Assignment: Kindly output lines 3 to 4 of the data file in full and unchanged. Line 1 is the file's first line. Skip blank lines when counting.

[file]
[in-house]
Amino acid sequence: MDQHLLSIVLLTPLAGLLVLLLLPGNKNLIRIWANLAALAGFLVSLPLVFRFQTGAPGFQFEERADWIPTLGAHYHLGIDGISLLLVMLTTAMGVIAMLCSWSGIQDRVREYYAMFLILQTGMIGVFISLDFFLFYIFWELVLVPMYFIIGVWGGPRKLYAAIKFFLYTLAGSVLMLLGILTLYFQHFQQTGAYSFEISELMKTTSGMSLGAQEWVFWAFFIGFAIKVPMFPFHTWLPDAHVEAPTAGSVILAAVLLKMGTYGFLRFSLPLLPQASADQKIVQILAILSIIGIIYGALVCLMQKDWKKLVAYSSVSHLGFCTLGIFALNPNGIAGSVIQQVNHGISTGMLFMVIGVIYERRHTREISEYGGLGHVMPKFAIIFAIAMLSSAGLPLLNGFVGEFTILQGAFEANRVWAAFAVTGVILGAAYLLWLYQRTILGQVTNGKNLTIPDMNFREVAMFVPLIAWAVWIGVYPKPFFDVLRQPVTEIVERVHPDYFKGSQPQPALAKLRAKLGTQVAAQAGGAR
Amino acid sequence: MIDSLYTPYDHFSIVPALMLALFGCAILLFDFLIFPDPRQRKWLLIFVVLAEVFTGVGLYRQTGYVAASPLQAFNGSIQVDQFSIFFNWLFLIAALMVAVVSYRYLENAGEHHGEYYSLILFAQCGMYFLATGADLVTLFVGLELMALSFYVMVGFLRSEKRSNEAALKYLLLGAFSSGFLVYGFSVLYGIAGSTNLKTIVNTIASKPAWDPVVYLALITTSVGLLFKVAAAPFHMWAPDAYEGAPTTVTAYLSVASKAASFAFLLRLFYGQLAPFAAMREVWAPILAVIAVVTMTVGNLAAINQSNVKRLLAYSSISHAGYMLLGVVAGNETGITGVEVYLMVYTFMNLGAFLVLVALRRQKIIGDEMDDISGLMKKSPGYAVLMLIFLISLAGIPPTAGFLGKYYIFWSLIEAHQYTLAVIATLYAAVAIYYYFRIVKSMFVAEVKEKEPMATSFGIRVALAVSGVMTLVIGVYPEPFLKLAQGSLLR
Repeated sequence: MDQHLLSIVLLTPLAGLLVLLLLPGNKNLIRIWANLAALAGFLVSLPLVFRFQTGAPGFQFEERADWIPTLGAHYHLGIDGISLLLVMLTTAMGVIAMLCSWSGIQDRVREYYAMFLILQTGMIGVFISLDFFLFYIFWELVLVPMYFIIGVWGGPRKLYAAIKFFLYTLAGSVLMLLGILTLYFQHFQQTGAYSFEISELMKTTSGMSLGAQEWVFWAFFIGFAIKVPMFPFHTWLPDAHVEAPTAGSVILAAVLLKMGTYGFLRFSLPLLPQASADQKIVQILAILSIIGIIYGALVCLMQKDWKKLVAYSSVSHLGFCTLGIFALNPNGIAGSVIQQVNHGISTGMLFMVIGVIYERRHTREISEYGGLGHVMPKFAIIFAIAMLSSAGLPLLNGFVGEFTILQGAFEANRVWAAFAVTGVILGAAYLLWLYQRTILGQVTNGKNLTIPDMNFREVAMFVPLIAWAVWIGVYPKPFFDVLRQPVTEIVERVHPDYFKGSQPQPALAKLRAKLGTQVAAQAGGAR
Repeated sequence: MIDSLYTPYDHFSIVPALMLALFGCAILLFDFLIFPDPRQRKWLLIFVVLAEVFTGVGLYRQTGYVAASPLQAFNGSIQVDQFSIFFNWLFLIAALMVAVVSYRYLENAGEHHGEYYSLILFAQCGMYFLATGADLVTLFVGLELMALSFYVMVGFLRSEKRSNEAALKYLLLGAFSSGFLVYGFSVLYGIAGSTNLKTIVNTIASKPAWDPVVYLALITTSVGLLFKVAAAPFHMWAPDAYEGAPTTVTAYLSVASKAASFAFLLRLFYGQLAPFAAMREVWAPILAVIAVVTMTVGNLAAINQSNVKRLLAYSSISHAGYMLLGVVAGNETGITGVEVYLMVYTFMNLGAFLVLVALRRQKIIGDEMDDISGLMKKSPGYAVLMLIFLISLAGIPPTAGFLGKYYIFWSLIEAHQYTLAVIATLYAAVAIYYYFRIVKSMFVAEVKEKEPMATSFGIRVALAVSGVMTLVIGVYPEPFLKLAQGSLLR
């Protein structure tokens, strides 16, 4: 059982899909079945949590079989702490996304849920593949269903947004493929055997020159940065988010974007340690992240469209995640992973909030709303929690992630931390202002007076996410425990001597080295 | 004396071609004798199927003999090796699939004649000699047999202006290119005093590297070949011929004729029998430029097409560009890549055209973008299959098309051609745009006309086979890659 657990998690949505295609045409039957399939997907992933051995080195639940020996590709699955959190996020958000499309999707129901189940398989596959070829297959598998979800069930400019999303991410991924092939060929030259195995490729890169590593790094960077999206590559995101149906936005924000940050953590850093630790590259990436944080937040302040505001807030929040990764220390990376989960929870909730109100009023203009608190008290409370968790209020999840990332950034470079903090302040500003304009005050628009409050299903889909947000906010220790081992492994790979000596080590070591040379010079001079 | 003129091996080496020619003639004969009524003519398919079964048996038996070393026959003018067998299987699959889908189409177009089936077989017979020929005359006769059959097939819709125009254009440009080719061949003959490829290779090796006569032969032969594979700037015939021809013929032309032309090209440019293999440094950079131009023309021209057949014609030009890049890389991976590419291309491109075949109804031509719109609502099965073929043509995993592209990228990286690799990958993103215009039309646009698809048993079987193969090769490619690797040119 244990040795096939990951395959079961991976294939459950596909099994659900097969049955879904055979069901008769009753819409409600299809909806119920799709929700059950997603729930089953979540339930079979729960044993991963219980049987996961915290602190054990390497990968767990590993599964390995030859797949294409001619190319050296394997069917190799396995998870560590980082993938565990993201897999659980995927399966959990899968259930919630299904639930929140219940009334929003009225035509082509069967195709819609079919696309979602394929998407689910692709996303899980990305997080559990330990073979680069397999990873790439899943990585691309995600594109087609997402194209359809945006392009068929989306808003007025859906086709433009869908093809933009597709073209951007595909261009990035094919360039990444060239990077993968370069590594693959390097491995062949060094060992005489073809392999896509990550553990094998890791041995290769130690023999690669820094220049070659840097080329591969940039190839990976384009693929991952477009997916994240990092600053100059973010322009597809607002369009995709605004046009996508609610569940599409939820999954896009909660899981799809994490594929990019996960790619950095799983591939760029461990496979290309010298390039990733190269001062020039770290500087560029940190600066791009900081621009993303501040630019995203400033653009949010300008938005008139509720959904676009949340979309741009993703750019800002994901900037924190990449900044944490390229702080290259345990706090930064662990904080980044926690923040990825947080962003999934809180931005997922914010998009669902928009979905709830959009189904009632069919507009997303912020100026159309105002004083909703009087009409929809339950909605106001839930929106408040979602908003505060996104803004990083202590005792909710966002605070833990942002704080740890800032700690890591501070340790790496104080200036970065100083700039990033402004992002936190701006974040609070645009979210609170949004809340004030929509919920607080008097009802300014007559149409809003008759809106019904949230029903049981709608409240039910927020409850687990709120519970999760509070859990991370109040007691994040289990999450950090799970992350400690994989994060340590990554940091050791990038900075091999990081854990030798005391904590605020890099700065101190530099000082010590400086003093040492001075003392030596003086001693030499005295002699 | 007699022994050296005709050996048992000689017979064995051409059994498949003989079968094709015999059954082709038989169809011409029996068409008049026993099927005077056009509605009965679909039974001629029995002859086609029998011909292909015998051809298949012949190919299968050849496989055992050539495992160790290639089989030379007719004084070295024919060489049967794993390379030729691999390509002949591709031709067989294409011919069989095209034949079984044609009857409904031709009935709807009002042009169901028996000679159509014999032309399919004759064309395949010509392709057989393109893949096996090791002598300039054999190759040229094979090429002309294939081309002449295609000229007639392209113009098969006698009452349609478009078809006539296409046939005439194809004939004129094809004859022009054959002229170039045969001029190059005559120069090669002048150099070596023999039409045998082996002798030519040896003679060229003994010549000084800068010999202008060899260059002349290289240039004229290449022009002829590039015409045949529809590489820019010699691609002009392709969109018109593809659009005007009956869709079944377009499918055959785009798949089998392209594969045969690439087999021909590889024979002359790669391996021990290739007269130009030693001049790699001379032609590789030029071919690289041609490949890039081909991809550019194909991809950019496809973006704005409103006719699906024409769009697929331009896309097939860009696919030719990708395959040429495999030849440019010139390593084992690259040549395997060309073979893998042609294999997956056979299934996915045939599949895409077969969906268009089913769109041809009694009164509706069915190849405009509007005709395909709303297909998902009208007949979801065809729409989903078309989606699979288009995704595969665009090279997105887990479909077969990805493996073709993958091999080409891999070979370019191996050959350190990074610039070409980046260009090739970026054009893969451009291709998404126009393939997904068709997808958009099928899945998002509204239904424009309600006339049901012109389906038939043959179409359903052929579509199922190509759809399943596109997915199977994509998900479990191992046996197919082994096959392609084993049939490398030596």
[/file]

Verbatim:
Amino acid sequence: MIDSLYTPYDHFSIVPALMLALFGCAILLFDFLIFPDPRQRKWLLIFVVLAEVFTGVGLYRQTGYVAASPLQAFNGSIQVDQFSIFFNWLFLIAALMVAVVSYRYLENAGEHHGEYYSLILFAQCGMYFLATGADLVTLFVGLELMALSFYVMVGFLRSEKRSNEAALKYLLLGAFSSGFLVYGFSVLYGIAGSTNLKTIVNTIASKPAWDPVVYLALITTSVGLLFKVAAAPFHMWAPDAYEGAPTTVTAYLSVASKAASFAFLLRLFYGQLAPFAAMREVWAPILAVIAVVTMTVGNLAAINQSNVKRLLAYSSISHAGYMLLGVVAGNETGITGVEVYLMVYTFMNLGAFLVLVALRRQKIIGDEMDDISGLMKKSPGYAVLMLIFLISLAGIPPTAGFLGKYYIFWSLIEAHQYTLAVIATLYAAVAIYYYFRIVKSMFVAEVKEKEPMATSFGIRVALAVSGVMTLVIGVYPEPFLKLAQGSLLR
Repeated sequence: MDQHLLSIVLLTPLAGLLVLLLLPGNKNLIRIWANLAALAGFLVSLPLVFRFQTGAPGFQFEERADWIPTLGAHYHLGIDGISLLLVMLTTAMGVIAMLCSWSGIQDRVREYYAMFLILQTGMIGVFISLDFFLFYIFWELVLVPMYFIIGVWGGPRKLYAAIKFFLYTLAGSVLMLLGILTLYFQHFQQTGAYSFEISELMKTTSGMSLGAQEWVFWAFFIGFAIKVPMFPFHTWLPDAHVEAPTAGSVILAAVLLKMGTYGFLRFSLPLLPQASADQKIVQILAILSIIGIIYGALVCLMQKDWKKLVAYSSVSHLGFCTLGIFALNPNGIAGSVIQQVNHGISTGMLFMVIGVIYERRHTREISEYGGLGHVMPKFAIIFAIAMLSSAGLPLLNGFVGEFTILQGAFEANRVWAAFAVTGVILGAAYLLWLYQRTILGQVTNGKNLTIPDMNFREVAMFVPLIAWAVWIGVYPKPFFDVLRQPVTEIVERVHPDYFKGSQPQPALAKLRAKLGTQVAAQAGGAR